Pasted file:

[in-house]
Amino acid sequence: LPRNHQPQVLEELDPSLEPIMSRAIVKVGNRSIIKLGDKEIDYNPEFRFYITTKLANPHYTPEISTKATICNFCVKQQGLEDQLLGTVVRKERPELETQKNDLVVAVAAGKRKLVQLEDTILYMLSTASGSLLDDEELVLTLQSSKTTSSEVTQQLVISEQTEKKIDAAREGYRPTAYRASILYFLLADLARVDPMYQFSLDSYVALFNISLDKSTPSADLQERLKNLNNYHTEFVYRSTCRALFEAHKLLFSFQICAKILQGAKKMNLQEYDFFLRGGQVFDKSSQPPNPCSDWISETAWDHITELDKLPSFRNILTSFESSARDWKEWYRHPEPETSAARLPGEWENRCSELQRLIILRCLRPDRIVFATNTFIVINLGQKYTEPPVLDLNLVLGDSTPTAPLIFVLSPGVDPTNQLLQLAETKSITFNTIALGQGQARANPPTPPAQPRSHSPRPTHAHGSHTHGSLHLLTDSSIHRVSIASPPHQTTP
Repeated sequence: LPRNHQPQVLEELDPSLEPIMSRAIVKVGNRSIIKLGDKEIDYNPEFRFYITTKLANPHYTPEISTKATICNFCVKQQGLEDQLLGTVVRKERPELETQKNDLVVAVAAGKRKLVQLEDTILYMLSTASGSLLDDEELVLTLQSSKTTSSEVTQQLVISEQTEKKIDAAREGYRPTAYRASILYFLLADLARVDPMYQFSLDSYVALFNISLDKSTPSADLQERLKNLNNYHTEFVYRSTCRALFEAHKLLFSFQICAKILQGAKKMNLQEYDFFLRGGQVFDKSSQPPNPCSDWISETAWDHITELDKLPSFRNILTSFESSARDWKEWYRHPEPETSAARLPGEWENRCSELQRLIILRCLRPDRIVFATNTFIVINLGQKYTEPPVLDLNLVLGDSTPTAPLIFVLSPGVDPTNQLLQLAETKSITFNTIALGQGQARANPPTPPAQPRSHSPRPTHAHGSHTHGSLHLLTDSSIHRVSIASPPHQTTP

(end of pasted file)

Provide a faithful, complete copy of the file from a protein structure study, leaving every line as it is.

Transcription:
[in-house]
Amino acid sequence: LPRNHQPQVLEELDPSLEPIMSRAIVKVGNRSIIKLGDKEIDYNPEFRFYITTKLANPHYTPEISTKATICNFCVKQQGLEDQLLGTVVRKERPELETQKNDLVVAVAAGKRKLVQLEDTILYMLSTASGSLLDDEELVLTLQSSKTTSSEVTQQLVISEQTEKKIDAAREGYRPTAYRASILYFLLADLARVDPMYQFSLDSYVALFNISLDKSTPSADLQERLKNLNNYHTEFVYRSTCRALFEAHKLLFSFQICAKILQGAKKMNLQEYDFFLRGGQVFDKSSQPPNPCSDWISETAWDHITELDKLPSFRNILTSFESSARDWKEWYRHPEPETSAARLPGEWENRCSELQRLIILRCLRPDRIVFATNTFIVINLGQKYTEPPVLDLNLVLGDSTPTAPLIFVLSPGVDPTNQLLQLAETKSITFNTIALGQGQARANPPTPPAQPRSHSPRPTHAHGSHTHGSLHLLTDSSIHRVSIASPPHQTTP
Repeated sequence: LPRNHQPQVLEELDPSLEPIMSRAIVKVGNRSIIKLGDKEIDYNPEFRFYITTKLANPHYTPEISTKATICNFCVKQQGLEDQLLGTVVRKERPELETQKNDLVVAVAAGKRKLVQLEDTILYMLSTASGSLLDDEELVLTLQSSKTTSSEVTQQLVISEQTEKKIDAAREGYRPTAYRASILYFLLADLARVDPMYQFSLDSYVALFNISLDKSTPSADLQERLKNLNNYHTEFVYRSTCRALFEAHKLLFSFQICAKILQGAKKMNLQEYDFFLRGGQVFDKSSQPPNPCSDWISETAWDHITELDKLPSFRNILTSFESSARDWKEWYRHPEPETSAARLPGEWENRCSELQRLIILRCLRPDRIVFATNTFIVINLGQKYTEPPVLDLNLVLGDSTPTAPLIFVLSPGVDPTNQLLQLAETKSITFNTIALGQGQARANPPTPPAQPRSHSPRPTHAHGSHTHGSLHLLTDSSIHRVSIASPPHQTTP